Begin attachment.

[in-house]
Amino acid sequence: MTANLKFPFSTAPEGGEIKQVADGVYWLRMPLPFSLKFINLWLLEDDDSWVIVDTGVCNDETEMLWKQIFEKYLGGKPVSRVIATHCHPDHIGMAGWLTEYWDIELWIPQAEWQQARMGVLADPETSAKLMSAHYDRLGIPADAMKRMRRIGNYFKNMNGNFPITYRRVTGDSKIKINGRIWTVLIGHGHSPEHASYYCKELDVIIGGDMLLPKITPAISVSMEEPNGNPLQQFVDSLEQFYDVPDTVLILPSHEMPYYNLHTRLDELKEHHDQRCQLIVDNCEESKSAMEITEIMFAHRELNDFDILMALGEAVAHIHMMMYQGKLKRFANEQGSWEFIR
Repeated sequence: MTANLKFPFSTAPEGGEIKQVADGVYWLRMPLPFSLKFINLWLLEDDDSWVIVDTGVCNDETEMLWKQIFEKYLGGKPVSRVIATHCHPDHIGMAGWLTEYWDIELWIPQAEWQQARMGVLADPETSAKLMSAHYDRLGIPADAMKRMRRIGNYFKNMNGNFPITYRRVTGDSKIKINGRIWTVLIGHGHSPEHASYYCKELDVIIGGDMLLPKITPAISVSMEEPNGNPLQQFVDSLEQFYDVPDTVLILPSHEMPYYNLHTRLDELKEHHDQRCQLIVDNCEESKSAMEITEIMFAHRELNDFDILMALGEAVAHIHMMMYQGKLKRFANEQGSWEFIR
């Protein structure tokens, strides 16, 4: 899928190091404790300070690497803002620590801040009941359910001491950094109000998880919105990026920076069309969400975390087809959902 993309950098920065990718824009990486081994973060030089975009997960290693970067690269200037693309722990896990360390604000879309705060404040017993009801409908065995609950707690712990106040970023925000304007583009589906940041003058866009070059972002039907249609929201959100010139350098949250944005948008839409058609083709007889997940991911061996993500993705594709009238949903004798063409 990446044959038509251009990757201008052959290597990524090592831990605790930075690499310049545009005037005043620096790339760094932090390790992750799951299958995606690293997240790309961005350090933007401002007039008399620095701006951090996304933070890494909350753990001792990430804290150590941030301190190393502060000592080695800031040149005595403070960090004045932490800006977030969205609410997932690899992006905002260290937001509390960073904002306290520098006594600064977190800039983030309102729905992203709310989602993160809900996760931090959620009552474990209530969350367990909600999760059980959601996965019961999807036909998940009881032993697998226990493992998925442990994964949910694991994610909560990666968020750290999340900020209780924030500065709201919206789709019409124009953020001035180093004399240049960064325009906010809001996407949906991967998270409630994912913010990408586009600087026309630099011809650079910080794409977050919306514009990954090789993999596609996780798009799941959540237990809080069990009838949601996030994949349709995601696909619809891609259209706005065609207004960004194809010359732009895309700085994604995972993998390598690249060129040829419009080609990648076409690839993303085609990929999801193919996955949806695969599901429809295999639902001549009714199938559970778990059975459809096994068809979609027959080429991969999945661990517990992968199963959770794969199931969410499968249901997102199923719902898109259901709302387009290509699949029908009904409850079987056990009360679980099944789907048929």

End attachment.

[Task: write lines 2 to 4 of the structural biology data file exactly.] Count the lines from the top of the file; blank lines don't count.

Amino acid sequence: MTANLKFPFSTAPEGGEIKQVADGVYWLRMPLPFSLKFINLWLLEDDDSWVIVDTGVCNDETEMLWKQIFEKYLGGKPVSRVIATHCHPDHIGMAGWLTEYWDIELWIPQAEWQQARMGVLADPETSAKLMSAHYDRLGIPADAMKRMRRIGNYFKNMNGNFPITYRRVTGDSKIKINGRIWTVLIGHGHSPEHASYYCKELDVIIGGDMLLPKITPAISVSMEEPNGNPLQQFVDSLEQFYDVPDTVLILPSHEMPYYNLHTRLDELKEHHDQRCQLIVDNCEESKSAMEITEIMFAHRELNDFDILMALGEAVAHIHMMMYQGKLKRFANEQGSWEFIR
Repeated sequence: MTANLKFPFSTAPEGGEIKQVADGVYWLRMPLPFSLKFINLWLLEDDDSWVIVDTGVCNDETEMLWKQIFEKYLGGKPVSRVIATHCHPDHIGMAGWLTEYWDIELWIPQAEWQQARMGVLADPETSAKLMSAHYDRLGIPADAMKRMRRIGNYFKNMNGNFPITYRRVTGDSKIKINGRIWTVLIGHGHSPEHASYYCKELDVIIGGDMLLPKITPAISVSMEEPNGNPLQQFVDSLEQFYDVPDTVLILPSHEMPYYNLHTRLDELKEHHDQRCQLIVDNCEESKSAMEITEIMFAHRELNDFDILMALGEAVAHIHMMMYQGKLKRFANEQGSWEFIR
């Protein structure tokens, strides 16, 4: 899928190091404790300070690497803002620590801040009941359910001491950094109000998880919105990026920076069309969400975390087809959902 993309950098920065990718824009990486081994973060030089975009997960290693970067690269200037693309722990896990360390604000879309705060404040017993009801409908065995609950707690712990106040970023925000304007583009589906940041003058866009070059972002039907249609929201959100010139350098949250944005948008839409058609083709007889997940991911061996993500993705594709009238949903004798063409 990446044959038509251009990757201008052959290597990524090592831990605790930075690499310049545009005037005043620096790339760094932090390790992750799951299958995606690293997240790309961005350090933007401002007039008399620095701006951090996304933070890494909350753990001792990430804290150590941030301190190393502060000592080695800031040149005595403070960090004045932490800006977030969205609410997932690899992006905002260290937001509390960073904002306290520098006594600064977190800039983030309102729905992203709310989602993160809900996760931090959620009552474990209530969350367990909600999760059980959601996965019961999807036909998940009881032993697998226990493992998925442990994964949910694991994610909560990666968020750290999340900020209780924030500065709201919206789709019409124009953020001035180093004399240049960064325009906010809001996407949906991967998270409630994912913010990408586009600087026309630099011809650079910080794409977050919306514009990954090789993999596609996780798009799941959540237990809080069990009838949601996030994949349709995601696909619809891609259209706005065609207004960004194809010359732009895309700085994604995972993998390598690249060129040829419009080609990648076409690839993303085609990929999801193919996955949806695969599901429809295999639902001549009714199938559970778990059975459809096994068809979609027959080429991969999945661990517990992968199963959770794969199931969410499968249901997102199923719902898109259901709302387009290509699949029908009904409850079987056990009360679980099944789907048929």